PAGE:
Just a few months ago, Sen. Don Benton (R-17, Vancouver) was an outspoken—and sometimes outsider—member of the minority party in the Senate, clinging to a sliver of a lead in his bid for reelection to his fifth term as Vancouver's senator.
Fast forward to this week: He’s a key player in the political power struggles that have marked the start of the 2013 session in the Senate.
As deputy Republican leader, he’s part of caucus leadership. But his role as chairman of the Facilities and Operations Committee is what has really pushed Benton being into the spotlight. Last week, his committee lifted sanctions against Sen. Pam Roach (R-Auburn) – then announced an investigation into who leaked an embarrassing report about Roach's alleged abuse of staffers to The Associated Press.
The investigation has since apparently been scaled down a bit, according to Andrew Garber at The Seattle Times, but not before Democrats criticized the Majority Coalition Caucus (the group of 23 Republicans and two dissident Democrats that now controls the senate) on the floor, saying the MCC was more interested in tracking down the person who leaked the report than in taking workplace abuse seriously.
This week, Benton's committee shut down an effort by Democrats to install Lt. Gov. Brad Owen, a Democrat, as a nonvoting chairman of his committee. Benton’s response: That it was “quite embarrassing” that Democrats hadn’t “graciously” accepted their status as the minority party, according to Jordan Schrader at The News Tribune.
Benton is also the prime sponsor of more than 30 bills that range from requiring parental notification before a minor gets an abortion, to preventing undocumented immigrants from receiving in-state tuition and financial aid, to lifting the law requiring adults to wear helmets while riding motorcycles to a Tea Party-inspired anti-Growth Managment Act bill about the U.N.'s agenda to promote sustainable development. Unlike previous years, this isn't just a laundry list of hot-button proposals suggested by a minority party senator with no hope of getting a hearing—two of those three bills have public hearings on the books.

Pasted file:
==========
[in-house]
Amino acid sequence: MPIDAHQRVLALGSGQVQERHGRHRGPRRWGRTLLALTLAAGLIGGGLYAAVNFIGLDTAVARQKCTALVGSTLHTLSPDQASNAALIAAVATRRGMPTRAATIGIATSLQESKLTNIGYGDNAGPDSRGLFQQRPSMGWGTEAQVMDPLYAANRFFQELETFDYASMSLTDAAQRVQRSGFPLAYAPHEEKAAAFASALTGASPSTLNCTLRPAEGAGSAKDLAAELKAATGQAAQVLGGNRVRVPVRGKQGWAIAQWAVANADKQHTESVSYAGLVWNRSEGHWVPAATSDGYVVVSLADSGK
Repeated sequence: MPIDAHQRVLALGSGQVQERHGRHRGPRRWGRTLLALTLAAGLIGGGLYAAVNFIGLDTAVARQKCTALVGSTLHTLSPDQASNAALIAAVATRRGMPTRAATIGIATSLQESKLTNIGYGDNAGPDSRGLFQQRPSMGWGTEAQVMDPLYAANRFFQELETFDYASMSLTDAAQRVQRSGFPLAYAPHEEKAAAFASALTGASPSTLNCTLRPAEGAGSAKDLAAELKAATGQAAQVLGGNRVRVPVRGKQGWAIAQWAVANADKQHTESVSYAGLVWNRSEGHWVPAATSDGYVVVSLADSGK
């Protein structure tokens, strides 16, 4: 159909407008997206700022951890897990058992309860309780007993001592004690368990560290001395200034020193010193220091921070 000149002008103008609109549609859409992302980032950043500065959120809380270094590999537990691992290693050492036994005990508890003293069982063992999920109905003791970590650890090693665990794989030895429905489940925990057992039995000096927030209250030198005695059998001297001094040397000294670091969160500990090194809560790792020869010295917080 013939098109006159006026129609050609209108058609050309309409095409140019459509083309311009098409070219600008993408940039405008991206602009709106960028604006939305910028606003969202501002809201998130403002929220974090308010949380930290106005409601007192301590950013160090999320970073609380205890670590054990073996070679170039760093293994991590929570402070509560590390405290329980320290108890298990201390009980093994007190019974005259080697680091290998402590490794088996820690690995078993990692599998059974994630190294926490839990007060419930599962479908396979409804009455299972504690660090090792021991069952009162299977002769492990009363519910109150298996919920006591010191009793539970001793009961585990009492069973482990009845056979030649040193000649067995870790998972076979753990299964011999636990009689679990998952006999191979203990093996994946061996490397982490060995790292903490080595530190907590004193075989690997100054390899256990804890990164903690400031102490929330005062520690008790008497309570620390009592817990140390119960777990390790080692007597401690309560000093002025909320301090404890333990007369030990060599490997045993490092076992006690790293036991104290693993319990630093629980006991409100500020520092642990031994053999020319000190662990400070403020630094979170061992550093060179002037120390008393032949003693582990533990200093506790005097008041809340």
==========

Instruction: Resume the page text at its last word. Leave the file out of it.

I wanted to talk to Benton about what all of this means moving forward this session, but he did not return numerous calls throughout Wednesday and Thursday. Two Senate Republican Caucus communications staffers also tried to get Benton on the phone Thursday, but he was in committee meetings.
So where does this leave us? The focus on the Roach leak and subsequent investigation will likely shift to policy discussions as session progresses. And whatever your opinion of Benton’s bills, few have a realistic chance of passing a Democratic-controlled House or being signed into law by a Democratic governor (and that’s saying nothing of their chances of passing the MCC-controlled Senate).
As a member of the leadership team of a bipartisan coalition caucus, Benton seems to have come out swinging. That not only makes news now, it sets the tone for the next three months.
[Editor's Note: Niki's pick for Capitol Newsmaker of the Week last week was another Senate Republican, Steve Litzow (R-41). Democrats, you need to step up your game.]
PubliCola is excited to welcome Niki Reading to our news team. Reading has covered state government and politics in Washington for five years at The News Tribune and TVW, where she wrote the excellent nerdy news blog, The Capitol Record. She has also worked for The Associated Press covering state government in Oregon. Reading will be posting a regular preview of the week's action in Olympia and a regular re-cap featuring her pick for Olympia's newsmaker of the week.
Full disclosure: Reading is married to the state senate Democrats' Deputy Chief of Staff, Jeff Reading. —Eds.